In 2004, they moved their family into one of the area subdivisions, and, after a stint at another tech company in Austin, Lewis decided it was time to get into the coffee business.
“We’d never run a coffee shop,” she said, but they knew that there were enough people who live around Dripping Springs to support a shop with high-quality coffee, not to mention Wi-Fi for working remotely.
They opened Mazama Coffee Company, which is next door to the herb shop on Mercer Street, in November 2012, and Lewis says residents have come flocking for the coffee and maybe something a little more.
Next door to the coffee shop is a meeting room, which the Lewises rent out to a local youth group, book club, the Lion’s Club, PTA and weekly yoga classes. “It’s become a community hub,” she said.
But initially, some customers were wary.
“The two questions they ask: ‘Are you local?’ I say, ‘Yes, we live in Dripping Springs. We’ve been here for nine years. Our kids went through the school system.’ The second question: ‘Is this a chain?’ I take it as a compliment now.”
The new business boom is built partly on the shoulders of some pioneering locally owned businesses, including the eclectic bakery, coffeehouse and plant nursery Rolling in Thyme & Dough and the Creek Road Cafe, an upscale restaurant that opened in 2008.
Dripping Springs residents might moan about some aspects of growth, such as rising property taxes and congested roads, but few seem to mind the expanding options for retail and recreation.
“It keeps people in Dripping spending money in Dripping,” said Mary Clarkson, who has lived in the area for almost 20 years and owns a bed-and-breakfast east of town called 3 Dawg Nite.
Clarkson says that the wedding and tourism industries are also an important piece of this economic puzzle. Dripping Springs has become a hub for destination weddings, even for couples from outside Texas, and the new Sleep Inn, which opened last fall, is just the first of several hotels opening in the area.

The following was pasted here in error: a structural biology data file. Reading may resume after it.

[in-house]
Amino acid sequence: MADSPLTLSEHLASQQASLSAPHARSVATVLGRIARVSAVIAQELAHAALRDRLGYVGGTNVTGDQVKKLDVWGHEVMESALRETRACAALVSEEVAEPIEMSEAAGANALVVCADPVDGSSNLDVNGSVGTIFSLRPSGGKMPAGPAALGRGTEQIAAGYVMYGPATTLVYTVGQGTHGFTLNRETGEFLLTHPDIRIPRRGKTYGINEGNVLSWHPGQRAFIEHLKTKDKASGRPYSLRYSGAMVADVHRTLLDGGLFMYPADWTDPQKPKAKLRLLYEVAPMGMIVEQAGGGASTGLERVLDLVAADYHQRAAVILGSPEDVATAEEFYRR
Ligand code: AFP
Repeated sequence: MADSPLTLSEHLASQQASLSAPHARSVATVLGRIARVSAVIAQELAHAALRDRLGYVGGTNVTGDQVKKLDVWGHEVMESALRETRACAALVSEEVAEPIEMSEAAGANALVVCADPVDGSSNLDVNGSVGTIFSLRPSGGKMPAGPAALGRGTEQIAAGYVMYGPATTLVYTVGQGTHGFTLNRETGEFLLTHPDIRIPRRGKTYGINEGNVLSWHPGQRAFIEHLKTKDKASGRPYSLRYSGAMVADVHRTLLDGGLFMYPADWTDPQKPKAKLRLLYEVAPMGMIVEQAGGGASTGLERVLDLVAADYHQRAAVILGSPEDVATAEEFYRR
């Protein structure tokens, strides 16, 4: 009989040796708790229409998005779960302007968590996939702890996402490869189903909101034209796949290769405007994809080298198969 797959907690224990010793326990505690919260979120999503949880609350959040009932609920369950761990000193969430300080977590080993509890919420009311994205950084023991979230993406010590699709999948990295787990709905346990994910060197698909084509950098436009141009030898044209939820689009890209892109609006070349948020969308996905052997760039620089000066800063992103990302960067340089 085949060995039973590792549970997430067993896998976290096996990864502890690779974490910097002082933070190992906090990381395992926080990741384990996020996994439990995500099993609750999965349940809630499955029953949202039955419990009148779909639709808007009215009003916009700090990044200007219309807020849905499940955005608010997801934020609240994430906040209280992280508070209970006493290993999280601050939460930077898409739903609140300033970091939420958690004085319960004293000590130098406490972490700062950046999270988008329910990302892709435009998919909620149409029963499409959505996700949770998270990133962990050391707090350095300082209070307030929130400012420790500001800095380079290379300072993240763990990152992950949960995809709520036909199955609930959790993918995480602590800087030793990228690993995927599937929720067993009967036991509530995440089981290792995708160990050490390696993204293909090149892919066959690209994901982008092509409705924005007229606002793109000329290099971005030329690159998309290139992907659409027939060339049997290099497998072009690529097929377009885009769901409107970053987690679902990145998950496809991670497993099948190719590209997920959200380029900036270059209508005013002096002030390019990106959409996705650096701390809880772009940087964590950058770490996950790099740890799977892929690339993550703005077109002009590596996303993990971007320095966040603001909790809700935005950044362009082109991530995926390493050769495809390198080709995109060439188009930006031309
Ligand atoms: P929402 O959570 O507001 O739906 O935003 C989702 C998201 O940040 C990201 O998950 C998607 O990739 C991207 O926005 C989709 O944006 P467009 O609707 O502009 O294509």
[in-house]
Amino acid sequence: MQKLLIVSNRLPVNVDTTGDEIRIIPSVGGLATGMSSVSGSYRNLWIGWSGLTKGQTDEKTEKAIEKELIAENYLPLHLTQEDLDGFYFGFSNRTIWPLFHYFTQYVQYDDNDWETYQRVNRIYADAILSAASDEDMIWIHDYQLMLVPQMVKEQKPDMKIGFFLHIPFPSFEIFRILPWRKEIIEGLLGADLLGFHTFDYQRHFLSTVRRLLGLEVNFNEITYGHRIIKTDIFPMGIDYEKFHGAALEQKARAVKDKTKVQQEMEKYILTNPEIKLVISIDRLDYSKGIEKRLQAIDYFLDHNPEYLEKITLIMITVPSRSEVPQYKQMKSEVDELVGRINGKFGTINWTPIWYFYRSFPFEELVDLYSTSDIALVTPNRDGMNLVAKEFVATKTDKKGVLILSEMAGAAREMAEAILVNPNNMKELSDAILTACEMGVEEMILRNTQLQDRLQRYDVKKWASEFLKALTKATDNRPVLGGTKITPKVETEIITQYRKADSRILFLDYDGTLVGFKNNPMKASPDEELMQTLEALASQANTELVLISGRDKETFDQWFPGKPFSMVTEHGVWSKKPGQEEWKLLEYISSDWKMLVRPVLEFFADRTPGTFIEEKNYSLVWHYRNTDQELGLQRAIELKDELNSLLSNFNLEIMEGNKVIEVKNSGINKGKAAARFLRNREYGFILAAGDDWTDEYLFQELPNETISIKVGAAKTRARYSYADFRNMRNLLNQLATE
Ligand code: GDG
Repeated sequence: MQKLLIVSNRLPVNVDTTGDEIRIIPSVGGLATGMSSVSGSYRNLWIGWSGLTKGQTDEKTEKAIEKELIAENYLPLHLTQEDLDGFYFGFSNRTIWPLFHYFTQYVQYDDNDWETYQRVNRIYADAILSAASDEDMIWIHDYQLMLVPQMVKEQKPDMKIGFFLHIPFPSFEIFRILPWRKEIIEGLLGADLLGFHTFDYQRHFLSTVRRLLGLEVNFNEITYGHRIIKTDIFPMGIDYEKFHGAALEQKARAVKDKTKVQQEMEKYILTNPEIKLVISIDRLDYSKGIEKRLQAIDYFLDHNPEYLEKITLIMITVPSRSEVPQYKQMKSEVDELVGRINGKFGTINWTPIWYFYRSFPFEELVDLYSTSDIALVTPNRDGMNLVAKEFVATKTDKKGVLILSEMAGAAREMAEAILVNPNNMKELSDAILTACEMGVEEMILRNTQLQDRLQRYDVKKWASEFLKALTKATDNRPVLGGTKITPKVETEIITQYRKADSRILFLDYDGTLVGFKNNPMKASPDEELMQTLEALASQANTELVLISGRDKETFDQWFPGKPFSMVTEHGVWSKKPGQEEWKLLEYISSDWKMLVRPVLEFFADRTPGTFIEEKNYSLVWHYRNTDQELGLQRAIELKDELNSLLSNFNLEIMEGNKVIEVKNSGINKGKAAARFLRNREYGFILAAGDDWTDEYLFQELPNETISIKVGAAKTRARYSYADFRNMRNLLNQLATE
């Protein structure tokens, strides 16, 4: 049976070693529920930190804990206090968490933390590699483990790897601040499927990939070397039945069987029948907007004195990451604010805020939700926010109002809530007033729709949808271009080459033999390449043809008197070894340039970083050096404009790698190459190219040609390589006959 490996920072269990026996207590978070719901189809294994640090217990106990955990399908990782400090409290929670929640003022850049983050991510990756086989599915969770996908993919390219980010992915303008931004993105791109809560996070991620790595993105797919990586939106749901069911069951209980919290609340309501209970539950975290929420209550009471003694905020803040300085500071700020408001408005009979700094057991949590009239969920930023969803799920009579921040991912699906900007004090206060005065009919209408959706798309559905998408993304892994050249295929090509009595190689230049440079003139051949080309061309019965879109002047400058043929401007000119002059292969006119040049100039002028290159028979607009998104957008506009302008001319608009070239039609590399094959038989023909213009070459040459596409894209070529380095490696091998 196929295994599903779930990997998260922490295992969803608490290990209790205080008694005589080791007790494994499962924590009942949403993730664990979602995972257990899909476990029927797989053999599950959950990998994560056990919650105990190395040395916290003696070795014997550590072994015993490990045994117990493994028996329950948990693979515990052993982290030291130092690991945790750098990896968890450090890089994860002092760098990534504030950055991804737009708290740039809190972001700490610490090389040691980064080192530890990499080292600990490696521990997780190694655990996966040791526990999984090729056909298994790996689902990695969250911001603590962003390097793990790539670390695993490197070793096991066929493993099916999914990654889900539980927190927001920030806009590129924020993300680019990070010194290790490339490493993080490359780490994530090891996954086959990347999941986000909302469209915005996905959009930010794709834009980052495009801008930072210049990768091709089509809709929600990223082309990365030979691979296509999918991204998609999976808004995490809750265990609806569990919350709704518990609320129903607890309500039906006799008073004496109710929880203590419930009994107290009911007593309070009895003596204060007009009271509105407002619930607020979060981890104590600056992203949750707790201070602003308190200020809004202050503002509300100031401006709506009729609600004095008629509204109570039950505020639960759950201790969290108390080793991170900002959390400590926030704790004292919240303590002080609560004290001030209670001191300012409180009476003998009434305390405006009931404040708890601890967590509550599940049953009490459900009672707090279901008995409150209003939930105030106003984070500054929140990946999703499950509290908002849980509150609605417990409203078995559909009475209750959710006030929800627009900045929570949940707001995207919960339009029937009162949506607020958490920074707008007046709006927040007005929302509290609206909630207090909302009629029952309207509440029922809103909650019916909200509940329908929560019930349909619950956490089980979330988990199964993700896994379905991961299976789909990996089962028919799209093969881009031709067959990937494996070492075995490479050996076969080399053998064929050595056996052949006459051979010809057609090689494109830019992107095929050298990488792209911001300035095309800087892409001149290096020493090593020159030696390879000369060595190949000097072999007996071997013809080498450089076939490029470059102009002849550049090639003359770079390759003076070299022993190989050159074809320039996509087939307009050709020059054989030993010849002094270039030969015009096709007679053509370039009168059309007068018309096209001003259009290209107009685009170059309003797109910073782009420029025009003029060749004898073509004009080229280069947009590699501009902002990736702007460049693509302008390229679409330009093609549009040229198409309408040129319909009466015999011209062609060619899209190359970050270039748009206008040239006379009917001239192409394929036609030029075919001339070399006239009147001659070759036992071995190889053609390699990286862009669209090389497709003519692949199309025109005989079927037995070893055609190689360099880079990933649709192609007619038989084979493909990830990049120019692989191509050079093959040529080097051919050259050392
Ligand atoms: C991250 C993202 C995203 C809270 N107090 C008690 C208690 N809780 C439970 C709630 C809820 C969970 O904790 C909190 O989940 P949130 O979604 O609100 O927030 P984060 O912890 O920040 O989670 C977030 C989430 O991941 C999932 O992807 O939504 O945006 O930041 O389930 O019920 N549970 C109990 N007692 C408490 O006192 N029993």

The city has long marketed itself as the “Gateway to the Hill Country,” but now, with more attractions, city leaders hope to entice visitors to stay awhile.
Despite the changes, Dripping Springs is still overwhelmingly white. The Hispanic population in Hays County, for instance, increased to 35 percent in 2010 from 29 percent in 2000, but just 11 percent of the Dripping Springs area was Hispanic in 2010, up from 7 percent in 2000, and fewer than 3 percent of the population is black or Asian.
With average incomes topping $100,000 in some of the subdivisions east of town, both Lewis and Tetreault say that the affluence in Dripping Springs means they can run successful businesses you might expect to see in a more urban setting but that Dripping Springs isn’t becoming Austin.
Dripping Springs has always had its own population of artists and back-to-the-earth types, Lewis said, and “we don’t see ourselves as part of Austin.”
But Austin is still a magnet for jobs for people living along U.S. 290.
“Development is happening, and the people here are interested in having some say in that,” Tetreault said, but there still aren’t enough local jobs, and perhaps never will be, to support the people who live there.
Dripping’s tipping point
“In the early 1950s, when I was a young man here, Dripping Springs was still a truly rural community,” said Hays County Commissioner Ray Whisenant. “The majority of people made the majority of their living by some agrarian means, but by the time I was in high school, that was not true. The majority of incomes came from commuter income.”
Now, Whisenant says that not a day goes by when he doesn’t see people in cars with out-of-state license plates driving through the subdivision where he lives, looking at houses. He and his wife have land in San Saba County, where they visit as a reminder of what life was like in Dripping Springs when they were younger, he says.
For people who have lived in Dripping Springs for more than a decade, the town really started to change when the old rodeo arena was torn down to make way for an elementary school. Others say that it was when infrastructure and access to water improved, notably with the Lower Colorado River Authority water pipeline along U.S. 290, while others argue that the biggest change was when the H-E-B finally opened in 2010 and residents no longer had to drive to Oak Hill to buy groceries.